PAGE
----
She wasn’t judgmental, she had a strong sense of justice, quick to leap to help, either lending a listening ear or praying for the best outcomes. She was willing to share knowledge in her area of specialty. She also set boundaries, saying right from the start to not cling on to her.

Being smart, popular, kind and caring it would be almost inevitable for most people to hang on to her. It was clear she needed space, and so I gave it to her.

When we were introduced in 2016, she was studying for her Bachelor’s; and after accomplishing that, she embarked on her Master’s. In the midst of all the academia, she moved house, and that house had issues for some time. Then, she learned her mother had cancer and she made sure she took care of her until she passed away. And then, she moved again.

In the last couple of weeks of my friend’s life, she was awaiting the results of two papers she had submitted, she was interning at a company that was keen to hire her… and then she had an aneurysm and a stroke and passed away.

Family and friends were shocked.

How to grieve, when she was half a world away? How does one have closure? And then a mutual friend said she baked a cake and ate it as a form of celebration of Kristan’s life. That was new to me, but it was biblical.

Deuteronomy 14 speaks of preparing and eating a special meal as a worship and thanksgiving before the Lord. So I did that, thanking God for the gift of Kristan, being grateful for the time we had together and the friendship that was formed in the midst of prayer battles. And while honoring the Lord for enabling me to know her for a season, eating a small meal while the sun was setting, I saw some of the clouds turn pink. And they were in the shape of a hand, as if waving goodbye.

Goodbye, my friend. Till we meet again at the meal that surpasses all other meals.

Introduction and Update 2022

I grew up in a non-Christian family and at 31, had a life-changing encounter with Jesus that resulted in a full-time call to ministry. I studied at Trinity Theological College, obtaining an M. Div before starting work in Wesley Methodist Church Singapore in 1997. I was in charge of the newly-formed Prayer Ministry and subsequently recruited a team of 40 to pray for the services on a rostered basis, introducing Conversational Prayer as the modality.

Amongst many other activities, I introduced courses from the Lifeway series such as Disciple’s Prayer Life, Experiencing God, and Spiritual Warfare, and spear-headed an overnight Concert of Prayer, the first of its kind in Wesley.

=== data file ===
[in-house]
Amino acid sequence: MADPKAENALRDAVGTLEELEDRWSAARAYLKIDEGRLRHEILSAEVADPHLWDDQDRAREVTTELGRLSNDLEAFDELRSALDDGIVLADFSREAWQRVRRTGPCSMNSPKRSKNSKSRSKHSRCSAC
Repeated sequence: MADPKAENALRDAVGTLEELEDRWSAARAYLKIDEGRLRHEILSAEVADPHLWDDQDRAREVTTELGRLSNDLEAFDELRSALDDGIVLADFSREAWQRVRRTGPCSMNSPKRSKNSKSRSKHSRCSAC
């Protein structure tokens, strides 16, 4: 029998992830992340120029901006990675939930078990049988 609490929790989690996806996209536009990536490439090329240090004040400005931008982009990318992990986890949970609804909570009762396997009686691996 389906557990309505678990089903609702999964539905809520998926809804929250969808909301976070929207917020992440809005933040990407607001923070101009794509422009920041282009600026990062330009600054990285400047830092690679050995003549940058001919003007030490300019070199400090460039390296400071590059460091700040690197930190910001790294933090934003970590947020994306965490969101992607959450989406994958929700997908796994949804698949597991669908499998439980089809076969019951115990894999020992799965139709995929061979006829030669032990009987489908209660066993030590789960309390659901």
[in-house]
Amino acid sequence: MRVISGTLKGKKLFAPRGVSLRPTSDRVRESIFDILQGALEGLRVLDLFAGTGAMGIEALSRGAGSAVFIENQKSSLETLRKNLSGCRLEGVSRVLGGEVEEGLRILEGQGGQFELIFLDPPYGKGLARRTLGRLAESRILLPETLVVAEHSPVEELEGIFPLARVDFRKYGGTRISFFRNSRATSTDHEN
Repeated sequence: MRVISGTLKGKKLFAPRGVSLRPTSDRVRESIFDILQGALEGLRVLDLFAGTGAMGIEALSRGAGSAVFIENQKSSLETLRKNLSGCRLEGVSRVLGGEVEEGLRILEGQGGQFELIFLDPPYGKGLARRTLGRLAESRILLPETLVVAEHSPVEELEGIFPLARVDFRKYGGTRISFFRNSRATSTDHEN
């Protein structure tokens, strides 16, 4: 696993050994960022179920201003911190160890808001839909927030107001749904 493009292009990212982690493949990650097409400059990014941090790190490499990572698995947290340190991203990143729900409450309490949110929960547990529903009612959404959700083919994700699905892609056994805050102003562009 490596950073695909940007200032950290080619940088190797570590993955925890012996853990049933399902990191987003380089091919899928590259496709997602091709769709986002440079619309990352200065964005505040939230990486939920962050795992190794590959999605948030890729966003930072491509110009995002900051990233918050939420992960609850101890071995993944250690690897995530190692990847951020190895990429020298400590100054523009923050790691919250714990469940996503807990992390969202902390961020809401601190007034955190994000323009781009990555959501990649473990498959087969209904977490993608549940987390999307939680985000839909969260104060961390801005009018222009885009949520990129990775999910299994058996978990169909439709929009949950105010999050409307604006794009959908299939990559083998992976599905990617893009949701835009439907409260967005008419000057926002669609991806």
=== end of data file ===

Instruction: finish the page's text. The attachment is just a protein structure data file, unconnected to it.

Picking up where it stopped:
I also began a search for inner healing and deliverance modalities.

In my explorations, I went through different types of training, both locally and overseas. In 2008 I came across Restoring the Foundations (RTF) that was just beginning to set up in Singapore. I saw it was a good introduction to believers seeking freedom, and was subsequently trained in Issue-Focused Ministry. In early 2014, a spiritually sensitive and intelligent woman mentioned in a session that she saw an ancestral spirit following her. This was new to me. It did go after she told it to go, but the encounter stayed in my mind.

Later in the year, I attended a seminar on physical healing led by Dr Frans Cronje and realised he knew something of the phenomenon. Dr Frans then introduced me to Sapphire Leadership Group (SLG), founded and headed by Arthur Burk. Through his teachings, I learned to get to the root of spiritual strongholds, both in people and on properties.

In 2018, the Lord called me out of the church to set up Tree of Healing Ministries. I was very busy until April 2021, when it seemed like a switch was thrown and everything went into slow motion — I thought it was time to retire! Through a series of divine coincidences, He introduced me to HeartSync Ministries (HS) that was founded by Fr Andrew Miller, an Anglican who is also an LCSW (Licensed Clinical Social Worker). I was pleasantly surprised to see that his modality is accepted and practised by both clinicians and non-clinicians.

So what’s the difference between SLG and HS? Broadly speaking, SLG deals with spiritual warfare — generational curses, spiritual entities, lifestyle issues and land issues (I famously had to get rid of an entity that had taken hold of a corner of a shared office I had newly moved to and was spooking my intercessors); HS deals with the wounds in the heart that result in inner conflicts and distrust of God. The two ministries complement each other.

Now, depending on the presenting issue, I and my clients can choose either SLG’s principles of spiritual warfare or HS’ modality of ministry to the heart.

Kathlyn Tsang